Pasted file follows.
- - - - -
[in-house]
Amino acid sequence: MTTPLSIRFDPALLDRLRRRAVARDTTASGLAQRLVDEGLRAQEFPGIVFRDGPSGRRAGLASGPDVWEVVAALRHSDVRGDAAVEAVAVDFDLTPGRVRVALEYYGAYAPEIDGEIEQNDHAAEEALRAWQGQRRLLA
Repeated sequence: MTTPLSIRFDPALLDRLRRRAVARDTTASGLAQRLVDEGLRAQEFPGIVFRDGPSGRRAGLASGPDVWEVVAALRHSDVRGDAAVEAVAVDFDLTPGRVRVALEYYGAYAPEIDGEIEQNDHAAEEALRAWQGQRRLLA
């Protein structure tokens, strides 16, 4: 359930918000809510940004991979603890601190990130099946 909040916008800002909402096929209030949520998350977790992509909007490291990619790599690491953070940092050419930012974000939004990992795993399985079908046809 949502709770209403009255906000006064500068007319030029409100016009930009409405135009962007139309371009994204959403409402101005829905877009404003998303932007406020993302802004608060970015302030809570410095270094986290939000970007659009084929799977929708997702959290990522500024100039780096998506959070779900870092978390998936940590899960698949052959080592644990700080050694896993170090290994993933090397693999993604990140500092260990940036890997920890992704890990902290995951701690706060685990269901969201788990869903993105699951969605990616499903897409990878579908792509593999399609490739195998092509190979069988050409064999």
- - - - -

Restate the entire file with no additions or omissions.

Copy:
[in-house]
Amino acid sequence: MTTPLSIRFDPALLDRLRRRAVARDTTASGLAQRLVDEGLRAQEFPGIVFRDGPSGRRAGLASGPDVWEVVAALRHSDVRGDAAVEAVAVDFDLTPGRVRVALEYYGAYAPEIDGEIEQNDHAAEEALRAWQGQRRLLA
Repeated sequence: MTTPLSIRFDPALLDRLRRRAVARDTTASGLAQRLVDEGLRAQEFPGIVFRDGPSGRRAGLASGPDVWEVVAALRHSDVRGDAAVEAVAVDFDLTPGRVRVALEYYGAYAPEIDGEIEQNDHAAEEALRAWQGQRRLLA
């Protein structure tokens, strides 16, 4: 359930918000809510940004991979603890601190990130099946 909040916008800002909402096929209030949520998350977790992509909007490291990619790599690491953070940092050419930012974000939004990992795993399985079908046809 949502709770209403009255906000006064500068007319030029409100016009930009409405135009962007139309371009994204959403409402101005829905877009404003998303932007406020993302802004608060970015302030809570410095270094986290939000970007659009084929799977929708997702959290990522500024100039780096998506959070779900870092978390998936940590899960698949052959080592644990700080050694896993170090290994993933090397693999993604990140500092260990940036890997920890992704890990902290995951701690706060685990269901969201788990869903993105699951969605990616499903897409990878579908792509593999399609490739195998092509190979069988050409064999």